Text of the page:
The last leg to West End was also a great day of sailing, though it didn’t seem I would make it before dark. I had crossed the Bank edge to the West to avoid the very shallow water North of the island, but in doing so went a bit too far West. Upon arriving I anchored out about a mile South of the channel entrance along the beach. That was another good night, and I ate a couple cans again, even made some hot oatmeal.

In the morning was time to check-in. I tried three times to enter the channel on sail only, but with those rocks on both sides, it was a futile attempt, as the wind would die approaching land. On my last try my bow swung a few feet from the rocks. Let’s forget about the idea… If you want to know if a dinghy with a 2.5hp engine can pull a 7000lbs boat up wind into an entrance channel, don’t try, take my word on it. It’s not the boat that’s going to get pulled. I had better anchor out again and go check-in by dinghy.

Not to recount my last post on the loss of Dagny, around 6:00pm, maybe 6:30, Dagny wasn’t where I left her. I had checked on her from time to time, no problem. The 1/2″ anchor rode was new, I had enough scope and lots of chain. I may never know what happened.

The hatches were closed, sails down. The bilge pump is fed directly by the battery, which is fed by the solar panels. I do not expect her to sink. Maybe she’s half way to Florida right now, or aground on the Bank somewhere, who knows.

I am stranded in West End with less than $20. Everything I owned was on the boat. I needed only little money with me to pay for the entry fee and lunch. A few friends have offered to send me a few dollars via Paypal ( I put my address here, but would like to emphasize that I am not taking donations. I’ll take a loan, pay it back to the last penny, yes, but that’s as far as my pride will let me do, and even that is painful to me. I have never relied on anyone for my subsistence since I was a teenager, and will not start now.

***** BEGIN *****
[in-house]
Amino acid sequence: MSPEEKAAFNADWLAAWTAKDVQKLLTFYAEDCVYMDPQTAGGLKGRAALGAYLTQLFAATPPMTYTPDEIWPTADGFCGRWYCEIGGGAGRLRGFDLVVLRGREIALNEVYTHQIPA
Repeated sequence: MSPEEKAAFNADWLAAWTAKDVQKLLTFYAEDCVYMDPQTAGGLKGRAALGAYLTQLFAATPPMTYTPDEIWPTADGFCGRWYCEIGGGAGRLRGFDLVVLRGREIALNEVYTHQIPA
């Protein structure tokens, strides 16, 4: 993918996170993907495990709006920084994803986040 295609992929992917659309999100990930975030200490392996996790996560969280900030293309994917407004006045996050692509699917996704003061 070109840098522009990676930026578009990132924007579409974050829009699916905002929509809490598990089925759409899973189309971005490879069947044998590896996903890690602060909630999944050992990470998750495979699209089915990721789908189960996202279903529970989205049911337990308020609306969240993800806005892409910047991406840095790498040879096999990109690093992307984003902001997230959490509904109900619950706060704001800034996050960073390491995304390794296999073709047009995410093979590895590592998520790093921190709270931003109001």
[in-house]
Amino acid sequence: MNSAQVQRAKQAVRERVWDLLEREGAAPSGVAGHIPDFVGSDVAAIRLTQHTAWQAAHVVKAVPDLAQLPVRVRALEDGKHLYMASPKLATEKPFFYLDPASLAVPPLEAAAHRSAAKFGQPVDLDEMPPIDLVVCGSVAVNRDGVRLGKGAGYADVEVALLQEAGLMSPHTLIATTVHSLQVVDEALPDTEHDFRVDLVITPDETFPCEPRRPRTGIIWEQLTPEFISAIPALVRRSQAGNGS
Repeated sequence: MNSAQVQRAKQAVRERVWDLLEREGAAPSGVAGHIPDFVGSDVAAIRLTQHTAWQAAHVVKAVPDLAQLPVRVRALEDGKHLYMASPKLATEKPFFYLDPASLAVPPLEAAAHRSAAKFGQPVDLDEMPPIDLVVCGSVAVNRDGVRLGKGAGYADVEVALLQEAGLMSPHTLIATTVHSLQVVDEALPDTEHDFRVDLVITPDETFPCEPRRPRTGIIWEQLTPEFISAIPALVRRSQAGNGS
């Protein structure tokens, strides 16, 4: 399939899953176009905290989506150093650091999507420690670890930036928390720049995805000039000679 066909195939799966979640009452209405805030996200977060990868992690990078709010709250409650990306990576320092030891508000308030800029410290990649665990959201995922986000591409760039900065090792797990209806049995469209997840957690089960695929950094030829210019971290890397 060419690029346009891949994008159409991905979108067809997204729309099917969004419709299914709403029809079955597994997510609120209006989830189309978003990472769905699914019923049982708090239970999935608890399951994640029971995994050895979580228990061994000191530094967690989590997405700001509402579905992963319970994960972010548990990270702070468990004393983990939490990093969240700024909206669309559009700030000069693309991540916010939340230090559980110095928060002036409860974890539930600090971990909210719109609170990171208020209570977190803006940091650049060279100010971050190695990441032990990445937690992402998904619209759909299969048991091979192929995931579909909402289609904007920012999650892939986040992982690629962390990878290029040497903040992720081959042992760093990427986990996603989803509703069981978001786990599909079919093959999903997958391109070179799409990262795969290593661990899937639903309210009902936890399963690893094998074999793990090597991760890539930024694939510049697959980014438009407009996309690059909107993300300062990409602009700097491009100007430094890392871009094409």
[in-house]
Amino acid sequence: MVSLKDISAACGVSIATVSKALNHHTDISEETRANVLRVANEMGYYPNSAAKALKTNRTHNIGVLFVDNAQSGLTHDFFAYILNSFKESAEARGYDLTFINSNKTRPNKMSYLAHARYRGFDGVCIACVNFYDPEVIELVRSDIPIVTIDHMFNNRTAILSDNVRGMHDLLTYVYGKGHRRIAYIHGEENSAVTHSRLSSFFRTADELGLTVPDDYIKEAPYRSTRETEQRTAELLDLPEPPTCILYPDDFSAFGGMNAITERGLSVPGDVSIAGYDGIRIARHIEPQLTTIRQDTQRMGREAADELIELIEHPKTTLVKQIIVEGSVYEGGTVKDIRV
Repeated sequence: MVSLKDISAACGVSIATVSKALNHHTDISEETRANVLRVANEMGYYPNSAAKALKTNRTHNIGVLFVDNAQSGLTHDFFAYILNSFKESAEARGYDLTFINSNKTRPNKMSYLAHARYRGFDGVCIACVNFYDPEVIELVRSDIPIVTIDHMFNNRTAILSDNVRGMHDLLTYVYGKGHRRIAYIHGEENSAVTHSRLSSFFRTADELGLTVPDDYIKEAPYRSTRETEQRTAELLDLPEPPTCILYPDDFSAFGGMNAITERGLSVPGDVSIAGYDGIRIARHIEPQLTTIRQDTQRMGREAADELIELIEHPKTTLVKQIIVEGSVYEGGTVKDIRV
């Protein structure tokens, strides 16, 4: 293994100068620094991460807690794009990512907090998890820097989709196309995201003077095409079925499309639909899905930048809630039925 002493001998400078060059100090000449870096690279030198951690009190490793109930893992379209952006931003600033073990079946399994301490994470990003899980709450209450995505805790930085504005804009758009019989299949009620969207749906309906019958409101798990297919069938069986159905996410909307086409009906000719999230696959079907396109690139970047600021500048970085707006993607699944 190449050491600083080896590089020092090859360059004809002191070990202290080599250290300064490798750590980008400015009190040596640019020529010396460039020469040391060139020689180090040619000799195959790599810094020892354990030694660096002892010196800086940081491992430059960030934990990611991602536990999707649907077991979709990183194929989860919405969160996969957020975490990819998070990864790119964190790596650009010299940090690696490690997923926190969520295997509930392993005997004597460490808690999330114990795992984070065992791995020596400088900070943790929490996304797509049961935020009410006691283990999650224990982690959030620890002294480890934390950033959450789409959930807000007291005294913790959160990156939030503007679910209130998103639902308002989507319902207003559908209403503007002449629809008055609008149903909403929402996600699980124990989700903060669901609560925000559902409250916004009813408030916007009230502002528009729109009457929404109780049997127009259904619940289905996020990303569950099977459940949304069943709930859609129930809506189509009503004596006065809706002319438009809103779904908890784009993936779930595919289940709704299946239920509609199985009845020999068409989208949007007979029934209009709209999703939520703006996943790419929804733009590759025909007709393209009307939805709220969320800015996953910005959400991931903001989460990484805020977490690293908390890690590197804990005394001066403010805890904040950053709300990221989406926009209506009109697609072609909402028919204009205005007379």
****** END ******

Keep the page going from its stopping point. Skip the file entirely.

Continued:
I would like to thank all my friends for their support and well wishes. I am so disappointed to not being able to share more of this adventure with you guys, as the feedback has been overwhelming. I feel like I have let everyone down, which is also very painful, considering all the practical and moral support they have given me, hoping to read all about it maybe for years.

My priorities are to get a beta blocker as soon as possible, my stock being of course on the boat. It is a medication I take every day for heart rhythm. Then comes accommodations, needed for a week waiting for news. I have no clothes but those on my back.

In a week I hope to find passage to Nassau, and maybe take a commercial flight back to France. Maybe Dagny will turn up somewhere, but I have little hope.

I will now head to the harbor master’s office and make sure the local police has notified the U.S. Coast Guard, which they should have done last night, I mentioned to them, but I am sure they know their job. My only means of communications is via email, having left my phone on the boat as well in a can of rice, since it had developed an aversion to salt water.

I still have my dinghy here with its outboard engine, but it is of little use to me now if Dagny isn’t found and somehow brought back here, but I doubt things like that happen, do they? So if anyone wants a brand new 7’9″ hypalon Achilles with used two-stroke outboard for $1000, let me know, pick up only.

I am in a state of numbness, my new life cut short by this stupid incident. Had I sunk, set my boat on fire or gotten lost, it would somehow be psychologically easier. I can’t think of anything I might have done wrong, and that is the hardest part.

Flattr this!

Tragedy Strikes.

I checked in this afternoon at West-End. Since I could not start my engine I anchored off the beach a mile South of the channel. Everything was seemingly fine, forty feet of chain and maybe fifteen of nylon rode, shallow water. Out of the customs office I checked on the boat, I could see the mast over the jetty. I had a late lunch, checked again, no problem. At six or six thirty after using my computer to get on the Internet it was time to head out to the boat on my dinghy. Dagny wasn’t there! I found a guy on his boat with a radar. He could see nothing, not a blimp. Hard to spot a sailboat. Three guys on a motorboat offered to go look with me. We spent three hours looking around in the direction of the drift, nothing. I am stranded in West-End with nothing but the clothes on my back and my computer bag. They’re letting me sleep in the gym tonight, no idea about tomorrow. Needless to say I am devastated, numb, incredulous.